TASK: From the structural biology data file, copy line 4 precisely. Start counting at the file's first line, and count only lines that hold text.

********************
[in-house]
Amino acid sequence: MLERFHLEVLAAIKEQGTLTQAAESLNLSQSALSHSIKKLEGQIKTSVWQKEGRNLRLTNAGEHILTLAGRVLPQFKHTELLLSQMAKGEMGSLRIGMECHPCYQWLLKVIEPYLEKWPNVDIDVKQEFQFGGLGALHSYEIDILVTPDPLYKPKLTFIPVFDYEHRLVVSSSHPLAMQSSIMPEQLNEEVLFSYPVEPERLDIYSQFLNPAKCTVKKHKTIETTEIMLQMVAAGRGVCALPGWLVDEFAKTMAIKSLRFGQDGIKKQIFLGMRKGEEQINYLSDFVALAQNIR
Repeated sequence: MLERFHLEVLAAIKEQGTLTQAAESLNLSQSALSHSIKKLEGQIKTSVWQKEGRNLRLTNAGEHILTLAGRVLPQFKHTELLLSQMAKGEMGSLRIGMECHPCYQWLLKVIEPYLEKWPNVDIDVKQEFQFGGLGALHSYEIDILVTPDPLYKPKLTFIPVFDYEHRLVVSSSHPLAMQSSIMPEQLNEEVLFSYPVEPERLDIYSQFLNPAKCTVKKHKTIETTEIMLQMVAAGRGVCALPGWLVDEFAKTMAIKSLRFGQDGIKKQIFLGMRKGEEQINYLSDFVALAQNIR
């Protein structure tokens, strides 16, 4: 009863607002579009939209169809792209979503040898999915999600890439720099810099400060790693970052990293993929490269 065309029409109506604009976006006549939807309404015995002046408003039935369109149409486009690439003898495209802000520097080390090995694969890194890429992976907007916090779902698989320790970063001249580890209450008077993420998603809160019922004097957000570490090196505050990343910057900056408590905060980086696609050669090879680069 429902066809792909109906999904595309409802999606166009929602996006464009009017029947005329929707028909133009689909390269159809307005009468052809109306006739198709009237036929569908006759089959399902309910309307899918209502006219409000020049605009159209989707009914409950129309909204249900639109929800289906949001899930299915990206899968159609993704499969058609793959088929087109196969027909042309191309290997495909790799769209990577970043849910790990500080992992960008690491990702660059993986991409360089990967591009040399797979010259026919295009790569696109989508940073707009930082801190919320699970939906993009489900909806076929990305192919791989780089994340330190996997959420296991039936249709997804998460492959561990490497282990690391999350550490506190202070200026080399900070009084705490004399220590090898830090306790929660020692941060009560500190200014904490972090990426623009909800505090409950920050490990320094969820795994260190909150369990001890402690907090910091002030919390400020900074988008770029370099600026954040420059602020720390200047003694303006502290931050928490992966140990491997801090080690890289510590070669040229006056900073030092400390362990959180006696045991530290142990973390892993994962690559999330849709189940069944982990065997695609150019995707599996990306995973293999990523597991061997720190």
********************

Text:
């Protein structure tokens, strides 16, 4: 009863607002579009939209169809792209979503040898999915999600890439720099810099400060790693970052990293993929490269 065309029409109506604009976006006549939807309404015995002046408003039935369109149409486009690439003898495209802000520097080390090995694969890194890429992976907007916090779902698989320790970063001249580890209450008077993420998603809160019922004097957000570490090196505050990343910057900056408590905060980086696609050669090879680069 429902066809792909109906999904595309409802999606166009929602996006464009009017029947005329929707028909133009689909390269159809307005009468052809109306006739198709009237036929569908006759089959399902309910309307899918209502006219409000020049605009159209989707009914409950129309909204249900639109929800289906949001899930299915990206899968159609993704499969058609793959088929087109196969027909042309191309290997495909790799769209990577970043849910790990500080992992960008690491990702660059993986991409360089990967591009040399797979010259026919295009790569696109989508940073707009930082801190919320699970939906993009489900909806076929990305192919791989780089994340330190996997959420296991039936249709997804998460492959561990490497282990690391999350550490506190202070200026080399900070009084705490004399220590090898830090306790929660020692941060009560500190200014904490972090990426623009909800505090409950920050490990320094969820795994260190909150369990001890402690907090910091002030919390400020900074988008770029370099600026954040420059602020720390200047003694303006502290931050928490992966140990491997801090080690890289510590070669040229006056900073030092400390362990959180006696045991530290142990973390892993994962690559999330849709189940069944982990065997695609150019995707599996990306995973293999990523597991061997720190």